• Welcome to BirdForum, the internet's largest birding community with thousands of members from all over the world. The forums are dedicated to wild birds, birding, binoculars and equipment and all that goes with it.

    Please register for an account to take part in the discussions in the forum, post your pictures in the gallery and more.
ZEISS DTI thermal imaging cameras. For more discoveries at night, and during the day.

20 New birds on an overnight trip to Choke Canyon State Park (Three Rivers, TX area) - plus Cemetery Birding! (1 Viewer)

Over the weekend I visited Choke Canyon State Park, located about 1.5 hours south of where I live in San Antonio. It was a quick trip - I left around 1 PM on Sunday and was home by 4 PM the next day. The park is a known location for Green Jays, Roadrunners, and Olive Sparrows - all of which are new to me. On the way down, I stopped at Braunig Lake Park because it was right off the freeway and is a hotspot: Braunig Lake (HOTE 101), Bexar, Texas, United States - eBird Hotspot

The park is mainly a stretch along the shore a mile up and down the entry gates, with pavilions/picnic tables for camping and fishing. They really should rename the park to Grackle Lake because those loud creatures were everywhere and screaming nonstop. Not that I'm not used to them - they're in every parking lot in Texas it seems. Most of what I initially saw were waterfowl that I've spotted before - Great and Snowy Egrets, Double-crested Cormorants, even invasive Egyptian Geese. Purple Martins in the trees, an absolute mob of Black Vultures near the fish cleaning station, several Scissor-Tailed Flycatchers, etc.

I saw three new birds in total out of 20 species. One was a Bullock's Oriole, which I watched fly into a tree to its nest. I caught a glimpse of another one as well. I also saw several Killdeer, common to Texas but new to me. I observed one sitting on its nest right in the middle of a flat area off the road in a bunch of rocks, which I guess they nest on just about any open part of the ground. Lastly was a Green Heron I saw in a tree near the shoreline but couldn't get much closer.

I also walked a short trail loop (I spent most of the time watching from the car as I drove up and down the park) but didn't spot anything other than giant grasshoppers. It was very hot and I was sweating my bug spray off!

Checklist: https://ebird.org/checklist/S177716660

After a few hours I got back on the freeway and headed to Three Rivers, TX - the gateway to the state park. It's a town of about 1,800 people with a HUGE Valero refinery looming just outside the town. I checked into my hotel and was thwarted by visiting the park - it was after office hours and they only take cash/check payment after hours. I resolved to visit first thing the next day and decided to check out the Three Rivers Cemetery - an idea that was suggested to me by a fellow birder on the local Facebook group.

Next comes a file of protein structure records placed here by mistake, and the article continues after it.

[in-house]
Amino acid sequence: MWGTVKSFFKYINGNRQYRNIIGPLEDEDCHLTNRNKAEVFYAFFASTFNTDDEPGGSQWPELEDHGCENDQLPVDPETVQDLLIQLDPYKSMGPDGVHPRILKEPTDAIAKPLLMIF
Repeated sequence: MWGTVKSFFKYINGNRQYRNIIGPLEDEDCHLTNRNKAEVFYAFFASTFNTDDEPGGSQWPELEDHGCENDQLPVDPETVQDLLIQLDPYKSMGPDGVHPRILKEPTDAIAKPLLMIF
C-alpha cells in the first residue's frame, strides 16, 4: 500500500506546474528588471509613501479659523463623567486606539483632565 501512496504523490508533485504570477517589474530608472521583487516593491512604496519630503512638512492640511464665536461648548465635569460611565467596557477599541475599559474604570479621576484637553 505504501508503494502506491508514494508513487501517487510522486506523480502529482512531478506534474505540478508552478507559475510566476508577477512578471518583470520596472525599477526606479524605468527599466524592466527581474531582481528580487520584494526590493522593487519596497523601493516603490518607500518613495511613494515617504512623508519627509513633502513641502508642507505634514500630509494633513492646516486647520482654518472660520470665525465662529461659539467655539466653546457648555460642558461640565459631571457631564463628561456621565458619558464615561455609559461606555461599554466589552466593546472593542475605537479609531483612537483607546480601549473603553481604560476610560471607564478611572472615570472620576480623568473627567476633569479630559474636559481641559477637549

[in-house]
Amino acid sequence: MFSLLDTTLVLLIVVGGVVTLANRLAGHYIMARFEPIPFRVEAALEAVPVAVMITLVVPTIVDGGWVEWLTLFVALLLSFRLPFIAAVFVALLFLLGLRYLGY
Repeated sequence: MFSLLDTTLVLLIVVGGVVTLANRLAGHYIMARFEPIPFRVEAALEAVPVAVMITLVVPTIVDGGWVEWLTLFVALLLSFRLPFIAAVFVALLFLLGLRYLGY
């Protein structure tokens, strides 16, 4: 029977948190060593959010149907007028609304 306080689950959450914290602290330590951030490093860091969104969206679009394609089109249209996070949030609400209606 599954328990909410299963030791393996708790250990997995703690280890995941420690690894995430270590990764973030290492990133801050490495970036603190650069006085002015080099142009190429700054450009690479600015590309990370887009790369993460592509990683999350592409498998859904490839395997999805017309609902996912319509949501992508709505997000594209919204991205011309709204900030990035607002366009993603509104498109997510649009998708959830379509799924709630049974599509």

Well, that turned out to be a great spot! I saw five new birds: Vermilion Flycatcher, Curve-billed Thrasher, Brown-crested Flycatcher, Couch's Kingbird, and a Western Kingbird. All in all, 16 total species. I was surprised at how active it was. I suppose it makes sense: plentiful birdbaths, lots of trees, rows of graves to perch on, etc. Cemetery birding might become a new thing for me.

Checklist: https://ebird.org/checklist/S177717515

It was a satisfying start to the short trip - 8 new birds and I hadn't even visited the state park yet! Write-up of the following day in the next post.
 
The next day I made sure to get to the park early because I was under the impression that the bird feeders were filled right at open. However once I went to the bird blind, I was informed by another birder who was there with his sun that they stopped filling the feeders back in March. I always love coming across other birders in the field; we sat and talked for a good 20-25 minutes before they took off. During that time, I did finally get to see a Green Jay, a White-tipped Dove, a Bronzed Cowbird, and a Gray Catbird - all new to me (and the Catbird is supposedly rare for the location). Saw several others but those were the new ones. I walked down to the nearby water and saw some Stilts and Killdeer but nothing new. Merlin did however pick up a Sora and a Groove-billed Ani, but I didn't see either of them.

Another portion of the park was built around a smaller 75 acre lake. Here were hundreds of Common Gallinules, a new species for me. Also saw a Tricolored Heron, a White Ibis and my first Roadrunner. Four more new birds! Egrets, cormorants, whistling ducks, etc were also present. I then walked a trail on foot for quite some time but only picked up Olive Sparrows, though again Merlin teased me with a Great Kiskadee detection.

I visited the blind one more time before I left and caught the barest glimpse of a Northern Bobwhite lurking in the brush and was able to confirm the call via Merlin. I left the main part of the park after that and visited the south unit where the boat ramp is. Added two more birds here: a White-rumped Sandpiper and dozens of Cliff Swallows.

All in all, 20 new species isn't too bad for a one night/one day trip! Highlight was probably the Green Jay and Roadrunner. Also really liked seeing the Oriole. Will definitely visit in the winter when the Jays are more abundant.

Hotspot info: https://ebird.org/hotspot/L284174
 

Users who are viewing this thread

Back
Top